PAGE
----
>> header, I don't see ops->update being called currently in the first place,
>> so I'd fix that, too. In addition, I see "reform()" and "reallocate()"
>> methods in TS, which sound like someone might have worked on something like
>> the more complex AMR scenario I described above, but they're never actually
>> used at all AFAICS.
>> More of that: prestep() and poststep() are actually implemented, but don't
>> seem to match the description as they're called before / after each
>> timestep, not once in the beginning / the end. I think the bug here is the
>> description, the names match watch they do. Except that really these
>> functions should have the *dt argument to set a timestep (prestep, at
>> least). update(), if it were implemented, would be called before each r.h.s.
>> evaluation which for RK would be each substep, and changing dt at that time
>> is likely to lead to garbage. Does anyone feel responsible for the TS
>> interface, or should I have a go at proposing something I consider sensible?
>   There is no one who is coordinating the TS interface at the moment. So you
> are welcome to propose changes/fixes/improvements and are in as good as a
> position as any of us.
>   I see there are four methods: prestep, poststep, update, postupdate; as
> you noticed the naming and usage of them is a bit inconsistent. Even the
> TSStep() function has a confusing name since it actually takes (potentially)
> many steps.  I suggest starting the following possible changes.
>   change TSStep to TSSolve(),
>   move the prestep() and poststep() methods to be the ones used AT the
> beginning and end of each timestep (not called in TSSolve())
>   eliminate update() and postupdate() confusing names anyways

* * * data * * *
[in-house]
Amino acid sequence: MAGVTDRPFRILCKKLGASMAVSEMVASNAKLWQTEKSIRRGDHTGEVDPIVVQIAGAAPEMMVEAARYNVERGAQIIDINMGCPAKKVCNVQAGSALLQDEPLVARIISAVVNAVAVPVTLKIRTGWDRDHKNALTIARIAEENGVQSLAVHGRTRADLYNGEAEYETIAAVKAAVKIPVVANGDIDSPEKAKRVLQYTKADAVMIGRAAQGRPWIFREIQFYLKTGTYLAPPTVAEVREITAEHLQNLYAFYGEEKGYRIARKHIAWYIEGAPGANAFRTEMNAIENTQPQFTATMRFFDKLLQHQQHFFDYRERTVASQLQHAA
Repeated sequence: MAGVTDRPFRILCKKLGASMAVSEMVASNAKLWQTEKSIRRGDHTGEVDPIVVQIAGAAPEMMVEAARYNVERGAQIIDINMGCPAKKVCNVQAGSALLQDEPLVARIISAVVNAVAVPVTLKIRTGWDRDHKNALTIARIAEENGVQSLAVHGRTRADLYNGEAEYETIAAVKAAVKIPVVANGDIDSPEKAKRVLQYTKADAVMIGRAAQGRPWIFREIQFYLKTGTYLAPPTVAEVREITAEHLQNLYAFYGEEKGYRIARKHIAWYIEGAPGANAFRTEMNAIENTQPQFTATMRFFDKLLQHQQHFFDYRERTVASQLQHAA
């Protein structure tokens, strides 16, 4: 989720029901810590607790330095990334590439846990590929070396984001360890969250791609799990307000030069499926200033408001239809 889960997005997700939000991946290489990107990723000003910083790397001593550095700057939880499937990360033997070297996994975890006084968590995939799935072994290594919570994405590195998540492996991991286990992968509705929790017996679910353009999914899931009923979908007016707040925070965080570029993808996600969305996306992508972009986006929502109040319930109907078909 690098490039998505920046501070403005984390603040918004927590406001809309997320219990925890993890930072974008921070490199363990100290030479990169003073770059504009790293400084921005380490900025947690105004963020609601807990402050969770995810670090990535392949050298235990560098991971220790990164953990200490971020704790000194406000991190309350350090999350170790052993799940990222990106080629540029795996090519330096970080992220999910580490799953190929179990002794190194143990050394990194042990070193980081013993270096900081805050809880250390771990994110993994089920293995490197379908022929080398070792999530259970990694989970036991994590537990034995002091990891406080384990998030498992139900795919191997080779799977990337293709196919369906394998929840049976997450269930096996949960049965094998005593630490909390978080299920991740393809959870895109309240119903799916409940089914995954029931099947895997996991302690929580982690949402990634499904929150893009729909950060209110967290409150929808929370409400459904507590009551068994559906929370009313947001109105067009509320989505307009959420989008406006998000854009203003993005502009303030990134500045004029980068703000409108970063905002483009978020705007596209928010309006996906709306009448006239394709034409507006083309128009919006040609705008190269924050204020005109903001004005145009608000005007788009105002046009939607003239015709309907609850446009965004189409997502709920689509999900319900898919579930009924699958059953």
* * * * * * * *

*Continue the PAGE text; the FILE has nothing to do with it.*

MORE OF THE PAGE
>   determine if there is a need for a pre and post called in TSSolve() could
> call them presolve and postsolve if you put them in.
>   do we really want prestep and poststep deciding to kick out of the
> iteration or do we want yet another method (corresponding to the converged()
> method in KSP and SNES) that is used to exit early from the solver?
>   I think using a flag to exit early from the solver is better than setting
> dt to zero.
>   having the steps and ptime output arguments from TSSolve() I think is
> wrong. They should be kept in the TS object and then calls like
> TSGetSolveTime() and TSGetNumberSteps()
>   to access them.
>  So some of the reorganization would be to make the use of TS match more
> closely SNES and KSP.
>   Barry
>> --Kai
>> --
>> Kai Germaschewski
>> Assistant Professor, Dept of Physics / Space Science Center
>> University of New Hampshire, Durham, NH 03824
>> office: Morse Hall 245F
>> phone:  +1-603-862-2912
>> fax: +1-603-862-2771
>> <pp-ts_rk>

Lisandro Dalcín
Centro Internacional de Métodos Computacionales en Ingeniería (CIMEC)
Instituto de Desarrollo Tecnológico para la Industria Química (INTEC)
Consejo Nacional de Investigaciones Científicas y Técnicas (CONICET)
PTLC - Güemes 3450, (3000) Santa Fe, Argentina
Tel/Fax: +54-(0)342-451.1594